Mark and Molly had resigned themselves to having to settle down to a day besieged by the sluggish waters in the company of a wind-up computer, when there came a sharp rapping on the apartment door.

"Who is it, Mummy?" asked Monica.

"I don't know, dear," said Molly.

"Should I find out how who it is?" volunteered Mark.

"Do we really want to?" wondered Molly.

"I'll check through the eyehole," said Mark. "Keep quiet just in case they're crack dealers or muggers. I don't know whether there are any police about."

"Almost certainly even fewer than usual," said Molly. "What with the floods, they'll have more than enough on their hands today."

Mark tiptoed into the small hallway and peeked through the eyehole just as the rapping was renewed. He tiptoed back to the bedroom/lounge.

"It's that black girl from downstairs," he said. "The one who looks ill and is always coughing."

"Downstairs is a squat," said Molly. "It can't be rented out because of the damp and the disconnected mains supplies. No downstairs flats are habitable in East London anymore."

"So she's a squatter..."

"Evidently," said Molly. "She lives in a squat. She must be a squatter."

"Why's she so ill?"

"Wouldn't you be if you lived somewhere as damp as that?" said Molly. "She's probably an illegal. She's not English. She's got a foreign accent. Probably African. Illegals often carry diseases and things."

"Why's that, Mummy?" asked Monica.

"Probably because if they went to hospital for treatment although they might get cured of whatever they're suffering from they'd also get deported back to where they came from," said Molly, hardly caring whether her daughter could really understand her.

"Are we going to let her in, Mummy?" asked Monica when the rapping at the door began again.

"I think we should," said Mark. "She can't very well sleep in her squat."

"Why did she have to come to our flat?" Molly asked irritably.

"I guess she'd seen us coming and going and worked out that we're not gangsters or rapists or drug addicts."

"I don't know whether we should..." said Molly cautiously.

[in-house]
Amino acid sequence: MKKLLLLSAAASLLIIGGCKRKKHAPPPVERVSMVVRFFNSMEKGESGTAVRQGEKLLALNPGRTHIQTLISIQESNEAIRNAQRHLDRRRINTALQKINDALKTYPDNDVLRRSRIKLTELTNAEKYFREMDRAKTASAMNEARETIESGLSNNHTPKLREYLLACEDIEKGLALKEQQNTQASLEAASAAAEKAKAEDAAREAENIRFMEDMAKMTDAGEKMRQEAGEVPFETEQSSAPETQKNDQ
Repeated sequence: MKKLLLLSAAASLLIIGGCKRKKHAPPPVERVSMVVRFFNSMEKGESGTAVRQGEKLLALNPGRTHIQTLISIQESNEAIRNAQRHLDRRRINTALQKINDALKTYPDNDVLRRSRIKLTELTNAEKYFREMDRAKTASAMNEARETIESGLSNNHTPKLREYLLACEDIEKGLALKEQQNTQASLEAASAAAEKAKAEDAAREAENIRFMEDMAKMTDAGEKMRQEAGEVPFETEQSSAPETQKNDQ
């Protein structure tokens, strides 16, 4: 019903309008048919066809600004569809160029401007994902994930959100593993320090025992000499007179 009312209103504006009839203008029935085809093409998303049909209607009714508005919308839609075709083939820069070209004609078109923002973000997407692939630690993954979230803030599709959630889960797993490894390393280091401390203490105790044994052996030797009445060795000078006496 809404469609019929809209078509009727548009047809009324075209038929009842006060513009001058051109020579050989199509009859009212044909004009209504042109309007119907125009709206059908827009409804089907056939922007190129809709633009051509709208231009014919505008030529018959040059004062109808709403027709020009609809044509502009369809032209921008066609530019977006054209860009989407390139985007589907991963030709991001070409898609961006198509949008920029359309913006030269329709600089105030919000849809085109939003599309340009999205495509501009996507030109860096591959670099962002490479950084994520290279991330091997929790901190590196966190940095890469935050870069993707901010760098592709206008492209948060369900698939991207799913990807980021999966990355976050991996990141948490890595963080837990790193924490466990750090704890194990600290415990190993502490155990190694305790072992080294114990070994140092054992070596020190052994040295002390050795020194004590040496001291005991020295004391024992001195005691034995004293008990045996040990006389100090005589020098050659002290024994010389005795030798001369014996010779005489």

"I think we ought to," said Mark.

He went back to the door and peeked through the eyehole again. He then laboriously unlatched and unclasped the many bolts and locks that secured the door against intruders. He tugged open the door and hurriedly signalled to the black woman outside that she should come in.

"Thank you. Thank you," said the woman as she rushed in. "I had nowhere else to go. It's the second time..."

Their grateful guest was clearly very poor. Her clothes were torn and stitched and already appeared to be soiled by the muddy water even though they were dry and probably clean. She had shaved her head and was carrying a bundle that had once been a relatively robust travelling bag but was now strapped together by cords of leather and string. One of her eyes was dull and lifeless. She had something of a stoop and one arm was limp.

"My name's Mark and this is my wife, Molly, and our daughter, Monica. What's your name?"

"Lindiwe," she said. "You can call me Linda."

"Sit down, Linda," said Mark kindly.

Even though there were plenty of chairs for Lindiwe to sit on, she chose to perch on a stool. She let her precious bag drop to the floor between her legs and smiled timidly at the company around her.

"You're from downstairs, aren't you Linda?" remarked Molly.

"Yes," said Lindiwe.

"Why are you living in Dagenham?" wondered Mark. Then, correcting himself automatically, he added: "Not that I think you shouldn't be, of course. Living in Dagenham, that is. Or England for that matter."

"I've lived in England for about seven years," said Lindiwe. "I've lived in the Midlands and in Surrey. I moved to central London because of the immigration police. They're especially vigilant in Redhill where I used to live."